Result is 'message to EU leaders' on bank debt issue


TAOISEACH ENDA Kenny said he raised the “particular problem” of Ireland’s bank debt in a telephone call with German chancellor Angela Merkel yesterday.

He said that by voting Yes to the fiscal treaty referendum, the Irish people, who understood the banking situation, had sent a message that the issue had to be dealt with by the political leaders of Europe.

“Without getting into technicalities of it, yes I did raise directly the issue with the chancellor,” he said.

“She and the other leaders to whom I spoke were very pleased to see that the Irish people, in a difficult situation where waves of anti-incumbent sentiment sweeps around the world, gave a very clear and a very decisive decision here,” he said.

Mr Kenny said he also discussed the matter “specifically” with French president François Hollande, Spanish prime minister Mariano Rajoy, European Commission president José Manuel Barroso and European Council president Herman Van Rompuy in a series of phone calls yesterday.

“This is an issue which I regard now as Ireland having sent a message here about an issue that we understand is a particular problem, and this has got to be dealt with by the political leaders of Europe.”

He said the developing situation in Europe’s banking sector needed a “comprehensive” solution and insisted that Ireland’s banking debt had to form part of that solution. “Europe badly needs a success story as it seeks to recover; Ireland can provide that success story if the right and proper framework is put in place,” he said.

Mr Kenny acknowledged that the decision to vote Yes had not been an easy one for many people, “given all we’ve been through”. He said the Irish people were making sacrifices to contribute to economic recovery and that some of the measures the Government had to take had been painful for many.

He denied the Government had frightened people into voting Yes by saying the State would be cut off from European Stability Mechanism (ESM) funding in the event of a No vote. “The fear came from the other side, where we heard of the billions of timebombs of austerity blowing up in the people’s faces,” he said.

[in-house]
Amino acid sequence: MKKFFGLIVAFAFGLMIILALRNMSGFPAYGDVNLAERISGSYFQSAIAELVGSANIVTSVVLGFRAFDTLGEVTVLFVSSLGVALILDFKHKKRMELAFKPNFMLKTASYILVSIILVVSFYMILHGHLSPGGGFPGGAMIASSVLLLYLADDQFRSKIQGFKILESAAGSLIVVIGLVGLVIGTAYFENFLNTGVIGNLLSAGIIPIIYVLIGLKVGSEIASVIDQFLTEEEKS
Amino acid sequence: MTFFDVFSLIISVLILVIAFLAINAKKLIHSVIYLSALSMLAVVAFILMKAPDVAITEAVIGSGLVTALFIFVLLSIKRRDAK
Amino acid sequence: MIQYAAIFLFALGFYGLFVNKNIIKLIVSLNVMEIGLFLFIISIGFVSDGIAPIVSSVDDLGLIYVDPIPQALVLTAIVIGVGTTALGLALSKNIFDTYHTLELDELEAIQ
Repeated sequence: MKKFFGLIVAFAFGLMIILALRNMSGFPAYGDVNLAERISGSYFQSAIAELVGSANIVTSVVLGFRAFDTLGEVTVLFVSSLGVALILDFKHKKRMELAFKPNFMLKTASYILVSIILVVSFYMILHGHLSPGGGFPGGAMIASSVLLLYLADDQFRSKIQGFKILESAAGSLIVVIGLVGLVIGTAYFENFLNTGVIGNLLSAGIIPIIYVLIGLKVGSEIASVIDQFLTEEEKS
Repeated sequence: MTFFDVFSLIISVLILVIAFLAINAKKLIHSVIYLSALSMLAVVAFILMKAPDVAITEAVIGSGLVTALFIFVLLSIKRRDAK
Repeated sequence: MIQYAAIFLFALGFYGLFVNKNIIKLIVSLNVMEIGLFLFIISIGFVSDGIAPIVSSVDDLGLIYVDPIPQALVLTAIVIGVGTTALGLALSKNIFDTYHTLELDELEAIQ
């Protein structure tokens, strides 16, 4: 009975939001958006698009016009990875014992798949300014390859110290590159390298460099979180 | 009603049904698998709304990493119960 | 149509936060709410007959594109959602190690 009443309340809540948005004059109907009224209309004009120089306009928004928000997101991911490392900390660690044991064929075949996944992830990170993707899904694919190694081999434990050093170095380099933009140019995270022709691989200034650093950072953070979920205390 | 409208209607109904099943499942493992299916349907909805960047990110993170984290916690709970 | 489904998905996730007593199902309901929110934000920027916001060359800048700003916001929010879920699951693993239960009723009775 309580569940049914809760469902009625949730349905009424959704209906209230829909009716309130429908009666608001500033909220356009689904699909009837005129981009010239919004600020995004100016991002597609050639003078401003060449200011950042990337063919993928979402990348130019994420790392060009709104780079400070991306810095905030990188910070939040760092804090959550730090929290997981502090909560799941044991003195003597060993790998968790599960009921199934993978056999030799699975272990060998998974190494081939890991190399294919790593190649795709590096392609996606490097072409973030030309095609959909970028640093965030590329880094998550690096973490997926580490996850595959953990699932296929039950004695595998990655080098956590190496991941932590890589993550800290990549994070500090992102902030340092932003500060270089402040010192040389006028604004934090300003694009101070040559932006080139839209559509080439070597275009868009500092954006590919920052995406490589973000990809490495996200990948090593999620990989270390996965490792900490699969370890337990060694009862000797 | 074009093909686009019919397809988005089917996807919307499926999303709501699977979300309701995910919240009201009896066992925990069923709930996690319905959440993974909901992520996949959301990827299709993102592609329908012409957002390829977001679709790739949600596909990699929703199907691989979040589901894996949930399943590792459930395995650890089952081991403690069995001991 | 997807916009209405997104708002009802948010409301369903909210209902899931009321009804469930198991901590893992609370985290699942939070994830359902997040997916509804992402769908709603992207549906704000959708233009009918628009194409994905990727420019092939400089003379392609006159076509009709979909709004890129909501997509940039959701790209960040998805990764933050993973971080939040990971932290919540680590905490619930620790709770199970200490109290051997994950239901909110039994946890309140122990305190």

He suggested “local issues” had affected the decision of people in five constituencies to vote No.

Mr Kenny said the “clear and decisive” verdict of the people would help to create the stability and certainty that investors in Ireland needed. It would enable the strong flow of inward investment by multinational companies to create new jobs to continue.

The result also ensured that Ireland would be eligible for funding from the ESM, “should that ever be required in the future”. He said he wanted to thank the Irish people for the “pragmatism” they had demonstrated.

Tánaiste Eamon Gilmore said yesterday’s referendum result would “strengthen our hand” in discussions with European institutions and other member States.

He also said there must be progress in the work to secure a more sustainable long-term deal in relation to Ireland’s bank debt. He said the deal must be “just” and in the interests of the Irish people. He insisted the Government had listened to the people throughout the campaign.

“We have listened to their strong and legitimate desire for a better deal on the burden of bank debt Ireland is carrying,” he said.

Welcoming the “decisive” Yes vote, Mr Gilmore thanked all who voted and said the Government would interpret the result as a call to redouble its efforts to work for recovery. “We will use this decision, not just to ratify the treaty, but to promote in Europe and in Ireland the policies and steps which are necessary to create jobs for those who are unemployed; to bring investment into our country and to generate growth.”

He claimed the Government was among the first member state governments to make the case for a growth strategy in Europe.